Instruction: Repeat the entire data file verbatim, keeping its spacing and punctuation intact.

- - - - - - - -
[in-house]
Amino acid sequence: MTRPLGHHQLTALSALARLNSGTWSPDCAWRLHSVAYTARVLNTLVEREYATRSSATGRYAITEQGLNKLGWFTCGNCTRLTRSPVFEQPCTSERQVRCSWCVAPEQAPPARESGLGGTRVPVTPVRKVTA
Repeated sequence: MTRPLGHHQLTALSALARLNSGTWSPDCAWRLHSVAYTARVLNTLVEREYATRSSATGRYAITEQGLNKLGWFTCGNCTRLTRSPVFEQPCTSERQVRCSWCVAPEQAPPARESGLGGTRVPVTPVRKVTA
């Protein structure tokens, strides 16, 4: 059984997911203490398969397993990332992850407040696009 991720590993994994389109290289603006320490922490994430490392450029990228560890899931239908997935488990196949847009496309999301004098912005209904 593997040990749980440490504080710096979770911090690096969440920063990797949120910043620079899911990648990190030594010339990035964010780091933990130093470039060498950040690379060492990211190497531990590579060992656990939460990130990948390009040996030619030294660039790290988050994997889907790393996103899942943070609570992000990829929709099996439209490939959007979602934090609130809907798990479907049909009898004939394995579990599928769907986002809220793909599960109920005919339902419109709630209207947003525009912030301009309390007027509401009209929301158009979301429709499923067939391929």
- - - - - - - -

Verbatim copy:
[in-house]
Amino acid sequence: MTRPLGHHQLTALSALARLNSGTWSPDCAWRLHSVAYTARVLNTLVEREYATRSSATGRYAITEQGLNKLGWFTCGNCTRLTRSPVFEQPCTSERQVRCSWCVAPEQAPPARESGLGGTRVPVTPVRKVTA
Repeated sequence: MTRPLGHHQLTALSALARLNSGTWSPDCAWRLHSVAYTARVLNTLVEREYATRSSATGRYAITEQGLNKLGWFTCGNCTRLTRSPVFEQPCTSERQVRCSWCVAPEQAPPARESGLGGTRVPVTPVRKVTA
């Protein structure tokens, strides 16, 4: 059984997911203490398969397993990332992850407040696009 991720590993994994389109290289603006320490922490994430490392450029990228560890899931239908997935488990196949847009496309999301004098912005209904 593997040990749980440490504080710096979770911090690096969440920063990797949120910043620079899911990648990190030594010339990035964010780091933990130093470039060498950040690379060492990211190497531990590579060992656990939460990130990948390009040996030619030294660039790290988050994997889907790393996103899942943070609570992000990829929709099996439209490939959007979602934090609130809907798990479907049909009898004939394995579990599928769907986002809220793909599960109920005919339902419109709630209207947003525009912030301009309390007027509401009209929301158009979301429709499923067939391929």